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Jesus’s wife fragment declared a fake one more time


Jesus's wife fragment almost certainly a forgery. Image: Live Science/Harvard Divinity School

Jesus’s wife fragment almost certainly a forgery. Image: Live Science/Harvard Divinity School

An article published in the July/August 2016 issue of The Atlantic has concluded that the small business card-sized fragment of papyrus purporting Jesus was married is a modern-day forgery when the author alleges some of the provenance supporting the fragment’s authenticity is probably fake.

The provenance tracks the recent ownership history of a piece of antiquity and is part of the process used to determine legitimacy.

In 2012, Harvard Divinity School Professor Karen King caused a stir in her presentation to the Tenth International Congress of Coptic Studies about a papyrus fragment that had the words “Jesus said to them, MY WIFE.”

Though the sentences were cut off, other lines such as “She is able to be my disciple”; “I dwell with her,” also indicated a marital arrangement.

King suggested that this ancient fragment, supposedly dated to the fourth century, was a copy of an earlier document and is evidence that some close to the time Jesus lived believed He was married.

The Biblical narrative makes no reference to Jesus being married and since others such as the Apostle Peter were clearly identified as having a wife (Matthew 8:14), it should have come up if Jesus had been.

There are also several references to Jesus’s relationship with his immediate family including conflicts with His mother, brothers and sisters, indicating personal discussions of this nature were not avoided (John 7:1-9; Mark 3:20-21; Matthew 13:54-56; Mark 6:3; John 2:12).

The Gospels also talk about Jesus owning his own house (Mark 2:1; John 1:38-43). Since the writers willingly provided information on Jesus’s personal life after he moved away from home, obviously they would have mentioned something as significant as marriage.

In the months following King’s presentation, several groups studied the fragment in greater detail. Though there was some initial support to its authenticity, a number of experts weighed in questioning it legitimacy.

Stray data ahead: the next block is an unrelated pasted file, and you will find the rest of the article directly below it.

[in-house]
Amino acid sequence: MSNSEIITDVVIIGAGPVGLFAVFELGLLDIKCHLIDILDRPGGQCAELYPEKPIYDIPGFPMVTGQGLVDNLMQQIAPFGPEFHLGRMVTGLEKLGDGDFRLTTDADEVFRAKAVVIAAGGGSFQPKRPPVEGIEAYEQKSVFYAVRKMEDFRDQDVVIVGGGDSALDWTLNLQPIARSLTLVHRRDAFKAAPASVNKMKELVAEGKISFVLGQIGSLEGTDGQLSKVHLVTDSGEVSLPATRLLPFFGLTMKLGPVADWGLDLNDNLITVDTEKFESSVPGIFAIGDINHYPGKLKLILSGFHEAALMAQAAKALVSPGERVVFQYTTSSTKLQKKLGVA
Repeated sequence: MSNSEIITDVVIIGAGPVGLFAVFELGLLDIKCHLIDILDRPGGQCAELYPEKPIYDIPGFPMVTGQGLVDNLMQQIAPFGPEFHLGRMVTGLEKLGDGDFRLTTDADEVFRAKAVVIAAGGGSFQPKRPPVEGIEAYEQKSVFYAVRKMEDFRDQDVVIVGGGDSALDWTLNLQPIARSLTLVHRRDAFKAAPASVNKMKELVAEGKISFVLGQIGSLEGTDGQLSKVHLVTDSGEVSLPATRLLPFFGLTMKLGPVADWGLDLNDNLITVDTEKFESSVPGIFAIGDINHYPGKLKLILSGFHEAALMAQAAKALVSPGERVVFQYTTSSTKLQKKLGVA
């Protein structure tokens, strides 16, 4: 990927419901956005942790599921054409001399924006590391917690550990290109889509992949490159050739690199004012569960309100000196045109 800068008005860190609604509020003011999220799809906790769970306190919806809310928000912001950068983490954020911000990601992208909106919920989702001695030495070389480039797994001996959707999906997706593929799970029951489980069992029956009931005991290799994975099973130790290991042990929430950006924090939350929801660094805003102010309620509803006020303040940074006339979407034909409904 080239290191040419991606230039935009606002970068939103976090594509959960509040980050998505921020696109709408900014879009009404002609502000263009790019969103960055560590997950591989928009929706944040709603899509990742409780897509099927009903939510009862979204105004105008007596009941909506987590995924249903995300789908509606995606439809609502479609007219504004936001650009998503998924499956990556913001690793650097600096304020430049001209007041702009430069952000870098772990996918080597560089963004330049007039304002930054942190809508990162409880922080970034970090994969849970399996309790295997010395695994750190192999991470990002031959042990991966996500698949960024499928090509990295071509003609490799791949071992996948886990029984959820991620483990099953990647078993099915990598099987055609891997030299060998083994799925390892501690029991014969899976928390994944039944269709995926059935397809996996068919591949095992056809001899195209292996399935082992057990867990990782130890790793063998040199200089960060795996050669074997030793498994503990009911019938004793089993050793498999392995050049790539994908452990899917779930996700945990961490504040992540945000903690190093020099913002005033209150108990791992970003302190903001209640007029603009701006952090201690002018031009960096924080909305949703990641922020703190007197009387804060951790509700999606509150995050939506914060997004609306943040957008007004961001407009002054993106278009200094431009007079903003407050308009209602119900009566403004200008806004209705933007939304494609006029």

This included a study published in 2015 that provided convincing evidence the fragment contained words taken from a version of the Gospel of Thomas published online in 2002.

Since, the fragment included the same grammatical error, it suggests someone forged this text using the discredited Gospel of Thomas as the template and readily available sheets of ancient papyrus and old ink recipes.

It was probably created after 2002 when this version of the Thomas gospel became publicly available.

The Atlantic article entitled “The Unbelievable tale of Jesus’s wife” written by Ariel Sabar pounds the last nail in the coffin as he unravels the provenance behind the fragment.

Though King had not revealed where she obtained the fragment, Sabar was able to track the person down.

Sabar alleges the fragment had been given to King by a Florida man, Walter Fritz, who claimed he bought the fragment along with others in 1999 from the owner of a Berlin-based company that Fritz worked for at the time.

Fritz even provided a document supplied by the seller supporting the fragment’s authenticity. It was a photocopy of a typed letter dated 1982 by Peter Munro, a now deceased professor from Free University of Berlin, who supported the papyrus’ authenticity.

After analyzing Munro’s letter and comparing it to other documents the professor had typed, Sabar alleges the letter endorsing Jesus’s wife fragment was actually more recent than 1982.

Sabar states in 1996 the German government instituted a reform of the German language and the type style used in the letter was post 1996. Other typed correspondence by Monro from the 80s and 90s showed Monro was using the old-style lettering.

Further, Sabar alleges the university letterhead design on which Monro’s letter had been typed was only used after 1990.

Though Fritz denied forging the Jesus’s wife fragment, when Sabar presented the evidence to King she stated it certainly brought into question its provenance. Though she has not completely given up on its legitimacy, it does cast a shadow on the fragment’s authenticity.

In his article, Sabar further alleges that Fritz had set up porn sites that have since be taken down.

Christian Post interviewed Dr. Nicholas Perrin, a professor of Biblical studies with Wheaton College about the latest developments. Perrin said the evidence about the fragment’s authenticity was already unraveling before Sabar’s article.

He added though there is not conclusive statements about Jesus’s marital status, His discussions on celibacy in Matthew 19:10-12, would suggest Jesus was celibate.

Sources:

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